We also participated in workshops where we had to share a piece of work, and then we would receive up to 3 pieces written by other students which we had to read and comment on following guidelines (character, point of view, narrative voice, style, language, genre, reader engagement, etc).
We would then get our work back with 3 pieces of feedback from 3 different students.
That is particularly important for writers, because we tend to get caught up in our work and can easily forget that we’re writing for our readers, not for ourselves.
And sometimes, when we’ve been working on a piece of fiction for weeks and we know almost every word by heart, it can be tough to tell what works and what doesn’t, hence the need for a fresh pair of eyes.
Having a team of trustworthy, objective people who are not afraid to tell the truth about your work is invaluable.
Trust me, if you really want to get better, you don’t want someone who is too afraid to be honest with you in case they’ll hurt your feelings.
On top of your fellow students, you will also be able to talk to and get your work assessed by tutors, who are usually published authors.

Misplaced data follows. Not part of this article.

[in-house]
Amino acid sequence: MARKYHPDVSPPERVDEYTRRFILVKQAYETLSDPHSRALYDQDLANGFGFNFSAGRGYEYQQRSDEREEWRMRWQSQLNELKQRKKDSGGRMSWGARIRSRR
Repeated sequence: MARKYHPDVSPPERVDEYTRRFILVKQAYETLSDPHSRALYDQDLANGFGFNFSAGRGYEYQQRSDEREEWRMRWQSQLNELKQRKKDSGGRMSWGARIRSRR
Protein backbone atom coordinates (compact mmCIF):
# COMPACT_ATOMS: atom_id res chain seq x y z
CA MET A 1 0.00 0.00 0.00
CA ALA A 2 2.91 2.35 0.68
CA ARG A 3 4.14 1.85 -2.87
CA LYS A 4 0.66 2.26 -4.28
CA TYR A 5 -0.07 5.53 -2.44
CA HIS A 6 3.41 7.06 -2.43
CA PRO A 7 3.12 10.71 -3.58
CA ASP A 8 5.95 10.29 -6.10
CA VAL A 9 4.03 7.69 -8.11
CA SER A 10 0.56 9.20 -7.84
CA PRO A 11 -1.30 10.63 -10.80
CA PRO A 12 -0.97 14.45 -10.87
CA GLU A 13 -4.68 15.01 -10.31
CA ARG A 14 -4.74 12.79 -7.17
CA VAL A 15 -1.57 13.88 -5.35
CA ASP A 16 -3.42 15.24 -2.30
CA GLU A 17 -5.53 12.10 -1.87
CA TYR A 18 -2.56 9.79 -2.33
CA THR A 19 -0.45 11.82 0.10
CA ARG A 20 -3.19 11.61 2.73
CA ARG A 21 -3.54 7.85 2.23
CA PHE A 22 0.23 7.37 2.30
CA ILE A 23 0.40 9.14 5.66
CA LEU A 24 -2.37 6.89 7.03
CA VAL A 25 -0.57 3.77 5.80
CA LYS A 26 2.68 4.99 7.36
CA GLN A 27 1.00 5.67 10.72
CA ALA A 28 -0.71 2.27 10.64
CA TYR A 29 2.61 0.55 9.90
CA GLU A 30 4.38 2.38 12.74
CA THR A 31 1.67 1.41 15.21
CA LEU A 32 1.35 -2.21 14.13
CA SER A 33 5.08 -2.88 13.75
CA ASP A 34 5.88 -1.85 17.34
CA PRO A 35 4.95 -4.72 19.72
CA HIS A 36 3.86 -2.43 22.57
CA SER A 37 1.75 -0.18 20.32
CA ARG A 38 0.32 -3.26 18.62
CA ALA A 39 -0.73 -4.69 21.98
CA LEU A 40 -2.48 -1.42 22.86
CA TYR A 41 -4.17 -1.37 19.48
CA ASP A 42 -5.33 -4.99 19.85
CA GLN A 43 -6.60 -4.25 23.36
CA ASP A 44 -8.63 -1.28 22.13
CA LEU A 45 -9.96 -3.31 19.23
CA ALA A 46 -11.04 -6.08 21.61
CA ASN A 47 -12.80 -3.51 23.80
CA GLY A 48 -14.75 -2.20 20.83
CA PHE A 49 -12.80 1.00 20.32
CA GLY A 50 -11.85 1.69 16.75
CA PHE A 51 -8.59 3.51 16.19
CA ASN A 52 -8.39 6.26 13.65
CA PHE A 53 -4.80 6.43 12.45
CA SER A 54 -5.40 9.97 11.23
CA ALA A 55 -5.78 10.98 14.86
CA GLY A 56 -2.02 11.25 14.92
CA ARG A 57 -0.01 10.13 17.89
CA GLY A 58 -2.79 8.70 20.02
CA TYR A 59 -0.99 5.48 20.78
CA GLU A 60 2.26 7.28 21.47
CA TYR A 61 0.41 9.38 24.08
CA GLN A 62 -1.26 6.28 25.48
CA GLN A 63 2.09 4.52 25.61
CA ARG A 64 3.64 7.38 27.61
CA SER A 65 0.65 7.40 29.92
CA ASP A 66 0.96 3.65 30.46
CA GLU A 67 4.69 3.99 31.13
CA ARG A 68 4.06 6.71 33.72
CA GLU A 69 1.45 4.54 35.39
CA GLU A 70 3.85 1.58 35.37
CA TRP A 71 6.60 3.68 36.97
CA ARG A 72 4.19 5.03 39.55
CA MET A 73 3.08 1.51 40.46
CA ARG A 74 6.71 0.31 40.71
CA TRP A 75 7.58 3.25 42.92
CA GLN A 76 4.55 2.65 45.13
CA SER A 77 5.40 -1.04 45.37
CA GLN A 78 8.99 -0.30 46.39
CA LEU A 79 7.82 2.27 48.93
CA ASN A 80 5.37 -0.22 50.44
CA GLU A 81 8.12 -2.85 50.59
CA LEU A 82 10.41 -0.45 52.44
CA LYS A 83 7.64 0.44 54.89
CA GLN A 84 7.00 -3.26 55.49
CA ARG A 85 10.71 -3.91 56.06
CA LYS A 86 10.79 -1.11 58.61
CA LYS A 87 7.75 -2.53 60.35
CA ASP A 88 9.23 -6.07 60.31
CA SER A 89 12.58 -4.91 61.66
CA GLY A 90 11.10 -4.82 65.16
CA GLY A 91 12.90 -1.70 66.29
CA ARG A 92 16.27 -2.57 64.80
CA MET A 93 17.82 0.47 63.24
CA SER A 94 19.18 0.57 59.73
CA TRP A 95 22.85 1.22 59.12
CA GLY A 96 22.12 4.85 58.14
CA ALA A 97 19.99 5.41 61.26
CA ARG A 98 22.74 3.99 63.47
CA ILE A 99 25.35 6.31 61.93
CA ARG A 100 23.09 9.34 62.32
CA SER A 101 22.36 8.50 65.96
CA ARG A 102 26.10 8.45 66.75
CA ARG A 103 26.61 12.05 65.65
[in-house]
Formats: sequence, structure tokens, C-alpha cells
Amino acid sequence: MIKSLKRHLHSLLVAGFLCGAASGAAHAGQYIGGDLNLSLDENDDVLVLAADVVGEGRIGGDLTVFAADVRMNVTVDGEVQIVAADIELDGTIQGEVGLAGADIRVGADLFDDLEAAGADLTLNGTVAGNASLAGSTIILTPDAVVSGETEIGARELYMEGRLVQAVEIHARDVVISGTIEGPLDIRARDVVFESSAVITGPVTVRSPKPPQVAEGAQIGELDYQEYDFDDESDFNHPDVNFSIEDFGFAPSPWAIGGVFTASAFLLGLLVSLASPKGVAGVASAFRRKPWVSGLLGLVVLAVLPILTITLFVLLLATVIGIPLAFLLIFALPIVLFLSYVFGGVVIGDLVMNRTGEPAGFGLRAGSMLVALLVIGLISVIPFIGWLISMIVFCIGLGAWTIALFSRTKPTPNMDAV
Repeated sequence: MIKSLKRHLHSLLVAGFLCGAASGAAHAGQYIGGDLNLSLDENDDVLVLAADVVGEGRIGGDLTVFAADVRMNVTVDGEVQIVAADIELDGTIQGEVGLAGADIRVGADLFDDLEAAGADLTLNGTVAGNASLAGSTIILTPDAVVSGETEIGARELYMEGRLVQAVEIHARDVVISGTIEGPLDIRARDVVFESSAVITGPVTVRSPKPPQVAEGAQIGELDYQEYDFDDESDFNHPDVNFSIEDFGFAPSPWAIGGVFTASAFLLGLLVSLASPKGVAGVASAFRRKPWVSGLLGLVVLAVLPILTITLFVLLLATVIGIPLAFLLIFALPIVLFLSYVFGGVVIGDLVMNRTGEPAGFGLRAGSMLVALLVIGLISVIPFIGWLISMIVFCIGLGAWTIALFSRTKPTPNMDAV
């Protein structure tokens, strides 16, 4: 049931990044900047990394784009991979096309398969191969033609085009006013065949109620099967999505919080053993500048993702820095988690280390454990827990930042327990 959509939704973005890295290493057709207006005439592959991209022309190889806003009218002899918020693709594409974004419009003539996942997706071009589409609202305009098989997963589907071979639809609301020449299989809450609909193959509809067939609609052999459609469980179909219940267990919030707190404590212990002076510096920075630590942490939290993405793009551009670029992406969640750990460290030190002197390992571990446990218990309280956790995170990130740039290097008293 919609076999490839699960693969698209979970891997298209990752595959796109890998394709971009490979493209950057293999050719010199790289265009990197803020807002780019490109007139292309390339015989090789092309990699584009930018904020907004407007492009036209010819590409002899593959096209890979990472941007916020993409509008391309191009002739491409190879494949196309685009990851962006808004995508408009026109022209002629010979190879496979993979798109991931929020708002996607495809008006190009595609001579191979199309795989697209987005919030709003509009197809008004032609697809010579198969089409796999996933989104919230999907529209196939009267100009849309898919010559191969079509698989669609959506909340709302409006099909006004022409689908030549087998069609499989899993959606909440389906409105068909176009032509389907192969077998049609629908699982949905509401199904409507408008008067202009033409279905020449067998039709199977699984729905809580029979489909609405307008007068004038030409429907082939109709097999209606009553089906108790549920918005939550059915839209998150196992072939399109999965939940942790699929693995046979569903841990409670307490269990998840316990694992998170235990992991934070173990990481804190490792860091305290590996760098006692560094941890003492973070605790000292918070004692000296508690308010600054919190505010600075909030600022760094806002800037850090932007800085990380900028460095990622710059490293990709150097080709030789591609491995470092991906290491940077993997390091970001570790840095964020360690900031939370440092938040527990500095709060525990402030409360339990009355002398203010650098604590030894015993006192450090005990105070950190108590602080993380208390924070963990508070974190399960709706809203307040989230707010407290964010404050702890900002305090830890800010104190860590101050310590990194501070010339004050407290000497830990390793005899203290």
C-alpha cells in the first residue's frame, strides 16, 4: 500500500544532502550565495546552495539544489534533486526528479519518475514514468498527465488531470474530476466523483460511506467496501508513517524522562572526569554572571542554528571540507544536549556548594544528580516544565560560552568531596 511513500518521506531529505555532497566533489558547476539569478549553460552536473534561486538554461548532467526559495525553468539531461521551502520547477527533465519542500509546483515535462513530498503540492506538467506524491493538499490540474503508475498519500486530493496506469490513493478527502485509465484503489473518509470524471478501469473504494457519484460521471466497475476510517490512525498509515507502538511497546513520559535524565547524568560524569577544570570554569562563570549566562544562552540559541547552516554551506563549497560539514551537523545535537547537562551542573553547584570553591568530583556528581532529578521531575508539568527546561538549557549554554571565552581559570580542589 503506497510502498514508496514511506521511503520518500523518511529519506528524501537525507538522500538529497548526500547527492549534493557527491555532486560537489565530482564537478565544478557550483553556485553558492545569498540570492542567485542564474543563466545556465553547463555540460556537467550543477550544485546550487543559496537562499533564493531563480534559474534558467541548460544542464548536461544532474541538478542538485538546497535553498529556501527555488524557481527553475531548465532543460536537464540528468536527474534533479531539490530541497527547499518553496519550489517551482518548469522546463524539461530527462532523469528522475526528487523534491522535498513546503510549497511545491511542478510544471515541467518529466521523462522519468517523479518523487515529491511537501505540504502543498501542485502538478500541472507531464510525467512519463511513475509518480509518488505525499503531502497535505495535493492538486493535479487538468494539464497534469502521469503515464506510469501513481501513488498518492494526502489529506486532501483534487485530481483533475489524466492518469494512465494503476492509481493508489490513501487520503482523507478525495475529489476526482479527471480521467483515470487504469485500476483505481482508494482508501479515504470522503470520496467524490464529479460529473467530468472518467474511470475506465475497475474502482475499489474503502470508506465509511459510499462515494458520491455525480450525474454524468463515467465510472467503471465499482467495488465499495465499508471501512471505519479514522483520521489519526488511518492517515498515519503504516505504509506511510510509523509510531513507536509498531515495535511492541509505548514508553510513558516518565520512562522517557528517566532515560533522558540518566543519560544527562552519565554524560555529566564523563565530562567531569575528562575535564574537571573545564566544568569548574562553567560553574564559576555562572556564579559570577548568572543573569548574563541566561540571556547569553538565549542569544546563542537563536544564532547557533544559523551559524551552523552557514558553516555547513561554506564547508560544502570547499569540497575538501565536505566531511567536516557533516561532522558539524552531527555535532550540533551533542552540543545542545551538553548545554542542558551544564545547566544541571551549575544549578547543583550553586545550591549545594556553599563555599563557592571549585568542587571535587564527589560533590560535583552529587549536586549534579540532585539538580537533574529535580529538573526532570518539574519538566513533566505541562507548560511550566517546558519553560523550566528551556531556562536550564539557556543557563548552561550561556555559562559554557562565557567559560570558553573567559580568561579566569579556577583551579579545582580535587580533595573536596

How often do you have access to creative writing experts to tell you what does and doesn’t work in your writing?
And it’s not only about you getting feedback, it’s also about you providing feedback, as mentioned above. That will develop a skill I’m sure you hadn’t thought of: proofreading.
That’s right: becoming a good writer also means becoming a good proofreader. And that’s another skill you can use professionally. A lot of professional writers (myself included) also happen to work as proofreaders.
3. You will build a strong portfolio of work.
When you do a degree in creative writing, you don’t only study the theory, you also get to do a great deal of practice through activities and assignments.
Actually, in my case it was mainly practice with a little bit of theory, which was perfect.
Assignments vary in size and typically include a work of creative writing, a commentary, and proof that you shared your work and provided feedback on the work of other students (especially with distance learning).
For fiction, assignments will usually require you to write a short story or part of a larger piece of work (2,000 to 2,500 words in length), as well as a 500 to 1,000-word commentary on your creative process.
Larger assignments include works of creative writing of up to 15,000 words.